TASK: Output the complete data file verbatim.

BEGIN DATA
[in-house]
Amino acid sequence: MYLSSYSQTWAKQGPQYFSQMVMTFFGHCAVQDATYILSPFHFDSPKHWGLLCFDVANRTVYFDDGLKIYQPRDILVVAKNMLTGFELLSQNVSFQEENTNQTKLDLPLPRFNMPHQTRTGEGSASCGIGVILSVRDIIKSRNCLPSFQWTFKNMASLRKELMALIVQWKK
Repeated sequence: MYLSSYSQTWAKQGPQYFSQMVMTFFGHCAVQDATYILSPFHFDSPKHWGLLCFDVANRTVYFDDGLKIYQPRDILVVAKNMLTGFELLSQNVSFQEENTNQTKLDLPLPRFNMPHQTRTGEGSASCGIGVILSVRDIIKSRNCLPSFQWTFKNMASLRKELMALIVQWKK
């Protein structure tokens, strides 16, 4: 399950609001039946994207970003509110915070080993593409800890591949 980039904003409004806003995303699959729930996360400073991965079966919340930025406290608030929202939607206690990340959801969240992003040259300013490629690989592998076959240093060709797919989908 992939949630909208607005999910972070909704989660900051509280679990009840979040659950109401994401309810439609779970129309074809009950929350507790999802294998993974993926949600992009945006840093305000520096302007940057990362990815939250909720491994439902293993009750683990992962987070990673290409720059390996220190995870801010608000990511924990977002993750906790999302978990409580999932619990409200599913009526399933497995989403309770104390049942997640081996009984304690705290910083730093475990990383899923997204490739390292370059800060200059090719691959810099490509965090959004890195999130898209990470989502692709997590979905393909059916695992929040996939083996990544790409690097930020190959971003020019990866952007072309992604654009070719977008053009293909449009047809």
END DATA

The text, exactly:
[in-house]
Amino acid sequence: MYLSSYSQTWAKQGPQYFSQMVMTFFGHCAVQDATYILSPFHFDSPKHWGLLCFDVANRTVYFDDGLKIYQPRDILVVAKNMLTGFELLSQNVSFQEENTNQTKLDLPLPRFNMPHQTRTGEGSASCGIGVILSVRDIIKSRNCLPSFQWTFKNMASLRKELMALIVQWKK
Repeated sequence: MYLSSYSQTWAKQGPQYFSQMVMTFFGHCAVQDATYILSPFHFDSPKHWGLLCFDVANRTVYFDDGLKIYQPRDILVVAKNMLTGFELLSQNVSFQEENTNQTKLDLPLPRFNMPHQTRTGEGSASCGIGVILSVRDIIKSRNCLPSFQWTFKNMASLRKELMALIVQWKK
């Protein structure tokens, strides 16, 4: 399950609001039946994207970003509110915070080993593409800890591949 980039904003409004806003995303699959729930996360400073991965079966919340930025406290608030929202939607206690990340959801969240992003040259300013490629690989592998076959240093060709797919989908 992939949630909208607005999910972070909704989660900051509280679990009840979040659950109401994401309810439609779970129309074809009950929350507790999802294998993974993926949600992009945006840093305000520096302007940057990362990815939250909720491994439902293993009750683990992962987070990673290409720059390996220190995870801010608000990511924990977002993750906790999302978990409580999932619990409200599913009526399933497995989403309770104390049942997640081996009984304690705290910083730093475990990383899923997204490739390292370059800060200059090719691959810099490509965090959004890195999130898209990470989502692709997590979905393909059916695992929040996939083996990544790409690097930020190959971003020019990866952007072309992604654009070719977008053009293909449009047809």